“Never In my whole career have I seen such a marketing disaster. Tourists from the Pharaoh's palace were sleeping in the Sanctuary of Heracles just behind the temple. They almost died of fright and could not sail away fast enough. I must warn you. Business is going to take a downturn. People come to the cat temple for a great day out, not to meet the spirits of the dead.”

We all knew that this could not have come at a worse time. The rival cat Temple at Alexandria was growing in popularity and had already been stealing business from us before this spooky news. No tourists would mean no scraps. Kitties’ bellies would go empty. On the plus side, there would be less demand for mummified cats.

After that, the boats that travel up and down the Nile sailed on past our temple island without stopping, and the priests’ souvenir shop was as quiet as a Pharaoh’s tomb. The scary spectors continued to stalk around the island at night, and sometimes scrimished with the living cats.

Chloe and I reckoned we were safe enough, so long as we did not set a paw outside the house when it was dark. That was until Amon told us one day, “Simon the Greek has asked to see you two in his office.”

This was the worst possible news. A few weeks back, we had caught Simon trying to sell off a sacred statue. We both knew that he was itching for revenge.

Simon was the highest of high priests at the cat temple. When we entered his office we had to show respect by kissing his feet with our noses. By Osiris ! He hadn’t washed this feet since walking to work that morning!

‘Meeow, we are at your service,’ we both said, looking up at him. I did not like the way he was holding his sharp quill pen. It looked like he wanted to throw it at us. He told us:

‘Lady Bastet in her wisdom has chosen you as her most highly favoured cats,’ he said. We nodded - in fact we both knew that was the one reason he had not had us skinned.

‘Therefore,’ he went on, ‘I am entrusting you both with a mission that is vital to the future of the temple.’

‘What mission is that?’ I asked, my voice trembling.

‘You must visit the land of the dead and ask Lord Osiris to stop letting the dead cats to go out at night and walk through the land of the living.’

‘But, But,’ said Chloe, ‘you can’t reach the land of the dead unless you are dead.’

‘If it’s a problem I can help you with that,’ said Simon, with a little smile that showed his gold teeth. It gave me the creeps.

‘No, no, we can manage on our own,’ I replied, hastily. ‘I’ve heard they are letting visitors into the Land of the Dead these days. We’ll get there just fine even though we are alive.’

We left the office of Simon the Greek in the most downcast of moods. Before we returned home we sat in the harbour and looked at the River Nile, and the peaceful marshes behind it, until Lord Ra pulled the burning sun down behind the horizon.

“They say the sun visits the land of the dead at night, “ I told Chloe.

“How will we get there?” she asked.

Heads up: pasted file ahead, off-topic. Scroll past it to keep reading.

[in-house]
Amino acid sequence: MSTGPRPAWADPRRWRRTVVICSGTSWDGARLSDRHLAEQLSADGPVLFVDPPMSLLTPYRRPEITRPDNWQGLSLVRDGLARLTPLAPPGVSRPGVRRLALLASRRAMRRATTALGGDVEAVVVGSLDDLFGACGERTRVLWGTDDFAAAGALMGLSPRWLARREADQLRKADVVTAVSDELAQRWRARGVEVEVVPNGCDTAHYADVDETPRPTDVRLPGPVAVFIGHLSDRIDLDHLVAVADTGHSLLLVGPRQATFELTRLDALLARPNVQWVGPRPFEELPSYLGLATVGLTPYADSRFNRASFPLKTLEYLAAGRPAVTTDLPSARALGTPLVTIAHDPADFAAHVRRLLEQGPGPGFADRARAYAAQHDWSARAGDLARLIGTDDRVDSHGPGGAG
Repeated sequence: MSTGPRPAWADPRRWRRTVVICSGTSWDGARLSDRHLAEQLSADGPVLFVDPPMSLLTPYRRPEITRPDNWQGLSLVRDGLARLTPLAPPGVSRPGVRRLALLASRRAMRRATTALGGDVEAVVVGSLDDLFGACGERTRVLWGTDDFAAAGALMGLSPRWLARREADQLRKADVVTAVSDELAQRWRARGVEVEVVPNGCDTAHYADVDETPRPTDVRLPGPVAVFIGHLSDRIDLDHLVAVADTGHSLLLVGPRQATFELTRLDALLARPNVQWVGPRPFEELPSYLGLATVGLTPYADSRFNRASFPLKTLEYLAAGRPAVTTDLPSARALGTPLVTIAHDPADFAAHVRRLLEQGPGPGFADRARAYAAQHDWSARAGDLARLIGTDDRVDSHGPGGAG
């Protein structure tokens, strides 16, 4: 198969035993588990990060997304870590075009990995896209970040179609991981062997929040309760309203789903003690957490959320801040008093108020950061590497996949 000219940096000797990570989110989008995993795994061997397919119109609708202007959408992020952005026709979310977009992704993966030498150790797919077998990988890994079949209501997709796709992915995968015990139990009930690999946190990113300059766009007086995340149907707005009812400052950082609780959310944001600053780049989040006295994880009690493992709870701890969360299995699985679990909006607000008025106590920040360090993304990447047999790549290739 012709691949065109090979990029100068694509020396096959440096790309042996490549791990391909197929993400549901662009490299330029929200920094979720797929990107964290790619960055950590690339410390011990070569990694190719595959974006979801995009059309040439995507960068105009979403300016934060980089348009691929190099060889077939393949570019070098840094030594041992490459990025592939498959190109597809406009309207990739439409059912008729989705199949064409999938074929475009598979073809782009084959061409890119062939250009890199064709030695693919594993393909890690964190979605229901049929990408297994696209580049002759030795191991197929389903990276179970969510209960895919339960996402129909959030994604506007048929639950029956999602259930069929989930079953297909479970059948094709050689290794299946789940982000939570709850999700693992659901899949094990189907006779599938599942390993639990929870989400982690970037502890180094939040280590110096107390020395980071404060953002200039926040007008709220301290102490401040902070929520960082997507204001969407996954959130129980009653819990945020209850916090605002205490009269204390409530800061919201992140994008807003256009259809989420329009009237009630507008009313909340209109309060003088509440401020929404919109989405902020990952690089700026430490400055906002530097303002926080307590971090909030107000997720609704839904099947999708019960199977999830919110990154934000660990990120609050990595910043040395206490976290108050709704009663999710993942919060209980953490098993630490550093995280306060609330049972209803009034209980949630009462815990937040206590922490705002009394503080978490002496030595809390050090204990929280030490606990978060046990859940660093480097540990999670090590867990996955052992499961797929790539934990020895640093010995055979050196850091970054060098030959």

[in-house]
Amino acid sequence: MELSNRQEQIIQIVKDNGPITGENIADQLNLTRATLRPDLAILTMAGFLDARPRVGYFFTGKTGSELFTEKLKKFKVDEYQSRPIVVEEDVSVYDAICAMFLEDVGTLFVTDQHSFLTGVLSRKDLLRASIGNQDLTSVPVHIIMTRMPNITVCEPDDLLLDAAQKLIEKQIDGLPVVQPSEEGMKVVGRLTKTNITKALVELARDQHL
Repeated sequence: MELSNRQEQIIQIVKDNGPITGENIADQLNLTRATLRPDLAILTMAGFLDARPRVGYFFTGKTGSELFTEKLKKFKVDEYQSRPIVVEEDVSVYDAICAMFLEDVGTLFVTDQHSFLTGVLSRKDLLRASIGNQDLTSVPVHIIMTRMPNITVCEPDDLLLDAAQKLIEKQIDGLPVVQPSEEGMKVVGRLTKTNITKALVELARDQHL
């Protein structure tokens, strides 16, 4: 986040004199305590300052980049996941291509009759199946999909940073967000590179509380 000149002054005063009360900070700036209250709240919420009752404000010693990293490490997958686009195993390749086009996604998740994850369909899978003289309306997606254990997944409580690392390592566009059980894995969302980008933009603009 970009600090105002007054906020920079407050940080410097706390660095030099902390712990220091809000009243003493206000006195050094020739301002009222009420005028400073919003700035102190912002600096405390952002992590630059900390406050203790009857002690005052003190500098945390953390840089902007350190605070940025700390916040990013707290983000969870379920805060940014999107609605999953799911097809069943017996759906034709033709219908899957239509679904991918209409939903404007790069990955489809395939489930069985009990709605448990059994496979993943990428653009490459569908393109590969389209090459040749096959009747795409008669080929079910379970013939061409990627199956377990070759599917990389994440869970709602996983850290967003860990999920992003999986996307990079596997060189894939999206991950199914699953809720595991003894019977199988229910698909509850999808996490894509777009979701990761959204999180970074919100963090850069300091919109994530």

“And more importantly, how how we get back?” I added.

We were both meowing piteously when our master, Amon, came to find us. We heard his voice calling, “Lapis, Chloe, here kitty-kitties, where are you?” We both came running up to his big feet.

“Here you are, “ he said. “I was worried when you did not come home for dinner.”

“Perhaps we will never come home for dinner again,” I replied. “Because Simon the Greek has ordered us to visit the Land of the Dead.”

Amon has a short temper, but deep down he loves us - we cats can tell that sort of thing you know. He took us both up in his big hands and placed Chloe on his left shoulder and me on his right. This is how we rode home in style.

Now as every cat who hangs around the temple knows, Amon is the most highly skilled magician around these parts - which is why most of us think that he should be the highest of high priests in the place of Simon the Greek. If there is spell worth knowing, then Amon knows it.

The most important scrolls in his collection make up the Book of the Dead. Wealthy people pay him good money to teach them the spells they will need to reach the Field of Reeds when they pass into the next life. Now he gave us a quick lesson.

“You have a long journey ahead of you, “ he told us. “You will take a boat along the dark river. When you reach the hall of Maat, a god will ask you, “Have you ever made anyone cry?’ And you must reply, “No, not ever.” Next a god will ask you, “Have you ever told a lie?” And you must reply, “No, not ever.” Have you got that?

“Yes,” we both said.

“And finally a god will ask you, “Have you ever peed in the River Nile?” And what do you think your reply should be?’

“Why yes, of course,” I said.

Amon shook his head, “No, no no, you silly Kitty, ‘no’ is correct answer.”

“But that would be lying,” protested Chloe.

“I know, I know, everyone, even the Pharaoh, has to tell a fib or two to reach the Field of Reeds in the Land of the Dead. But don’t worry. I shall give you both magical collars that will keep your heart from betraying you. When you are wearing these collars, you can tell as many lies as you like, and you will always be believed. By the way, you must promise to give them back to me when you return.”

“If we return,” I said sadly.

“You shall, you shall,” Amon reassured us, before adding, “I think.”

“What do you mean you think?” demanded Chloe with a swish of her tail.

“I mean,” said Amon, “Is that it makes no sense to keep living cats in the Land of the Dead, so I have good reason to hope that Osiris will allow you to return to the Land of the living. In fact, he’ll probably kick you out!”